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Embracing the challenge: Bettendorf quilter is always trying something different

Embracing the challenge: Bettendorf quilter is always trying something different

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Many people who quilt find a technique or style they really like and perfect it, winning ribbons for the flawless quality of their work.

Diane Murtha, of Bettendorf, isn't that quilter.

"I will probably never win a blue ribbon because I never focus on one thing," she said. "My thing is challenges."

Challenges are competitions sponsored by quilt groups, magazines, fabric companies and other entities in which quilters are invited to create a quilt within certain parameters, such as theme, size, types of fabric, types of stitching and so forth.

And in this, Murtha excels. This month she had two challenge quilts on exhibition simultaneously at the prestigious National Quilt Museum in Paducah, Kentucky.

Her 24-inch square "She Voted" was in an exhibit titled "Women's Right to Vote: Revolution and Evolution" that began Sept. 1 and ended Friday.

The exhibit was a challenge of the Dakota County Star Quilters of Eagan, Minnesota, to celebrate the 100th anniversary of the passage of the 19th Amendment to the U.S. Constitution, assuring women the right to vote. The exhibit consisted of 36 small quilts from 16 states.

"Cheetah" is in the "Inspired by Endangered Species: Animals and Plants in Fabric Perspectives" exhibit that began Oct. 9 and will continue through Jan 12. The exhibit includes 182 quilts and was a challenge by a group in Virginia.

"It's an honor to have one quilt exhibit at the museum, let alone two in two separate exhibits at the same time," according to a news release from the museum.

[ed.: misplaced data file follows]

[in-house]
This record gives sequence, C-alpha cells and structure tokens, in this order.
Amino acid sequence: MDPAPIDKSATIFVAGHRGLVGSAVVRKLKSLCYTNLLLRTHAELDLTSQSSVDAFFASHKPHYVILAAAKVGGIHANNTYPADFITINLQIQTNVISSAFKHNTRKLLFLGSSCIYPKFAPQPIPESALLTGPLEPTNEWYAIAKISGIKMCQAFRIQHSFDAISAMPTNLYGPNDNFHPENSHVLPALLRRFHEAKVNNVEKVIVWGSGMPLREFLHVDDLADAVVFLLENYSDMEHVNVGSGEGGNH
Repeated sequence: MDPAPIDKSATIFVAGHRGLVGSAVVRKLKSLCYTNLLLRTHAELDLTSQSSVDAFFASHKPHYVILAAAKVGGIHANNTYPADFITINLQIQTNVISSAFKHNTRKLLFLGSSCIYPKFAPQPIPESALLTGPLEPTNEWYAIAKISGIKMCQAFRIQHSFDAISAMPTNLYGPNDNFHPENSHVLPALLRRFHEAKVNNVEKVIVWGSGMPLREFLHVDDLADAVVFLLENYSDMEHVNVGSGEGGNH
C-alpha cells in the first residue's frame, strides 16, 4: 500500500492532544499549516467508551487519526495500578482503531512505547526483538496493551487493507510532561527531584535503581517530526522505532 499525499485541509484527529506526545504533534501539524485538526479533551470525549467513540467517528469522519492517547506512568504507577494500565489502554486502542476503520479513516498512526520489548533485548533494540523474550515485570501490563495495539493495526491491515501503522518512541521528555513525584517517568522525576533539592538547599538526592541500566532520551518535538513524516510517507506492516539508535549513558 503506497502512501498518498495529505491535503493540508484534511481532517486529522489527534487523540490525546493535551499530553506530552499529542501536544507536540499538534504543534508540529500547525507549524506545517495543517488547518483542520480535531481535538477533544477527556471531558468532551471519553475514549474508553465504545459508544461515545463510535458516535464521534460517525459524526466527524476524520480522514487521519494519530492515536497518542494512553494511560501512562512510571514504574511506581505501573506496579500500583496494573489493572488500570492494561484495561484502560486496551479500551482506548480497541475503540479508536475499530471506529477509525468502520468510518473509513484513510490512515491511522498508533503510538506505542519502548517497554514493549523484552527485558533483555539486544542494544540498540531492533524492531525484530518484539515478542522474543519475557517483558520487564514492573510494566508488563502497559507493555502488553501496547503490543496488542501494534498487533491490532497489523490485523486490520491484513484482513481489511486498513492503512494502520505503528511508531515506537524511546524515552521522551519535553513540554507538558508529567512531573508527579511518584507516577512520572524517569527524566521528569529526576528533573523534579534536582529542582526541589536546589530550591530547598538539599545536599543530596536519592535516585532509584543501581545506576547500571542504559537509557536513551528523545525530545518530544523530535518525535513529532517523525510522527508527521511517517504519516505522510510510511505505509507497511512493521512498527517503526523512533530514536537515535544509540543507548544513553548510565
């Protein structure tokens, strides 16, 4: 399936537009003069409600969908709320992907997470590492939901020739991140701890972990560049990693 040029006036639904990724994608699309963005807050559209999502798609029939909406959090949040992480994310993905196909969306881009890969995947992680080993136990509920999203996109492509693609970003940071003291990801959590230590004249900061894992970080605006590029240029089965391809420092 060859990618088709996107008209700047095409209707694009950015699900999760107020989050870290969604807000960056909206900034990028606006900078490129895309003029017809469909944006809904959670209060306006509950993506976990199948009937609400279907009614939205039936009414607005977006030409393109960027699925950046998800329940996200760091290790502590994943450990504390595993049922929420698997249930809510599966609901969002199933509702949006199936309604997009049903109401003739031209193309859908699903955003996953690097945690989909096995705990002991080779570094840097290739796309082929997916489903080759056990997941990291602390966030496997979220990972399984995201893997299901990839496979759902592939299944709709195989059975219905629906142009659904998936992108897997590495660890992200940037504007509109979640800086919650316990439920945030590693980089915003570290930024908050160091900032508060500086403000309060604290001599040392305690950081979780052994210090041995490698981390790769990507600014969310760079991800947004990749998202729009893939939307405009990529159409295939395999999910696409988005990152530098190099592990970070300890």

As with most quilters, Murtha started with traditional quilting, then gradually modified her patterns more and more, making her quilts unique and creating her own original designs. Over the past eight years, she has gravitated to art quilts, specifically participating in art quilt challenges.

"I don't have an art or design degree, but it seemed to open up so many more options for me," she said. "Every time I try something new I'm so much more excited about it."  

In addition to creating quilts, she lectures, conducts workshops and writes. An article titled Peaceful Quilting appeared in the September issue of American Quilter magazine and another titled Iowa's Hidden Treasures: Unfinished Quilts was in the Iowa Shop Hop summer issue.

How she began

Murtha grew up in Davenport and first learned quilting from her grandmother.

During the summers, Murtha and her sister would visit Grandma Doris on her farm near Centerville, Iowa, where she taught them how to quilt, crochet and embroidery. Murtha's first quilt was a hand-pieced and tied quilt for her doll.

And Doris was something of a task-master. Murtha remembers her grandmother making her tear out her stiches and do them over.

Murtha took her first formal quilting class in the late 1980s, after  graduating from St. Ambrose College, Davenport, with a degree in accounting.

"From that moment on, I was hooked," she said. Although her work was in quality assurance as a civilian employee for the Department of the Army, she "snatched any quilting time I could get."

 Her career took her to Germany where she met her future husband Tim, a comptroller and active duty military, and then to the Washington, D.C., area of northern Virginia.

In between work and quilting, Murtha and her husband raised two sons and served as foster parents. At one time after their sons were grown, they opened their home to three siblings, aged 18 months (that is, still in diapers) to five years.

In 2016 they returned to the Quad-Cities after the sudden death of her father and she has since retired.

She and Tim still do foster care, though, licensed with the state to do respite and emergency care. They are called on about one night a week, on average.

"It helps keep you young," Murtha said.

That, and all those other challenges in her sewing room.


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